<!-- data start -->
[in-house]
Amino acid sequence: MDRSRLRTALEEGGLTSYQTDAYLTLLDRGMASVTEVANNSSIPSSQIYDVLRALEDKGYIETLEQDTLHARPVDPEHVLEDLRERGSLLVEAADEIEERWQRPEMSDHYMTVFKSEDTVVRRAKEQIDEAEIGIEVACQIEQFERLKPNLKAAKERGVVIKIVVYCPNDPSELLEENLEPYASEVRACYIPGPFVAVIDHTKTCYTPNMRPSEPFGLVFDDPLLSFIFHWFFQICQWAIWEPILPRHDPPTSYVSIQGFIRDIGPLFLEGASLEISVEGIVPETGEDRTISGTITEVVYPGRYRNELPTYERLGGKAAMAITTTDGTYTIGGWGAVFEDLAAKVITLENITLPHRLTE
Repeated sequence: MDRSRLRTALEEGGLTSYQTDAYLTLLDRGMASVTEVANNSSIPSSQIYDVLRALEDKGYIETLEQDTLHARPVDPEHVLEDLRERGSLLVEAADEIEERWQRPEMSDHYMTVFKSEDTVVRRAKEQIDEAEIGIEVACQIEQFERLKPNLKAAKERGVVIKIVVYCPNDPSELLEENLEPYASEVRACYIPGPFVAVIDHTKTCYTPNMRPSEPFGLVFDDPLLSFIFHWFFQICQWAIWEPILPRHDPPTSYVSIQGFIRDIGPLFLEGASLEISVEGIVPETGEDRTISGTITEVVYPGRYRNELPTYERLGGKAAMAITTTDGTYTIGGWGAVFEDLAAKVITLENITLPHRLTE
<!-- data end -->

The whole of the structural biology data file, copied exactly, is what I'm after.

[in-house]
Amino acid sequence: MDRSRLRTALEEGGLTSYQTDAYLTLLDRGMASVTEVANNSSIPSSQIYDVLRALEDKGYIETLEQDTLHARPVDPEHVLEDLRERGSLLVEAADEIEERWQRPEMSDHYMTVFKSEDTVVRRAKEQIDEAEIGIEVACQIEQFERLKPNLKAAKERGVVIKIVVYCPNDPSELLEENLEPYASEVRACYIPGPFVAVIDHTKTCYTPNMRPSEPFGLVFDDPLLSFIFHWFFQICQWAIWEPILPRHDPPTSYVSIQGFIRDIGPLFLEGASLEISVEGIVPETGEDRTISGTITEVVYPGRYRNELPTYERLGGKAAMAITTTDGTYTIGGWGAVFEDLAAKVITLENITLPHRLTE
Repeated sequence: MDRSRLRTALEEGGLTSYQTDAYLTLLDRGMASVTEVANNSSIPSSQIYDVLRALEDKGYIETLEQDTLHARPVDPEHVLEDLRERGSLLVEAADEIEERWQRPEMSDHYMTVFKSEDTVVRRAKEQIDEAEIGIEVACQIEQFERLKPNLKAAKERGVVIKIVVYCPNDPSELLEENLEPYASEVRACYIPGPFVAVIDHTKTCYTPNMRPSEPFGLVFDDPLLSFIFHWFFQICQWAIWEPILPRHDPPTSYVSIQGFIRDIGPLFLEGASLEISVEGIVPETGEDRTISGTITEVVYPGRYRNELPTYERLGGKAAMAITTTDGTYTIGGWGAVFEDLAAKVITLENITLPHRLTE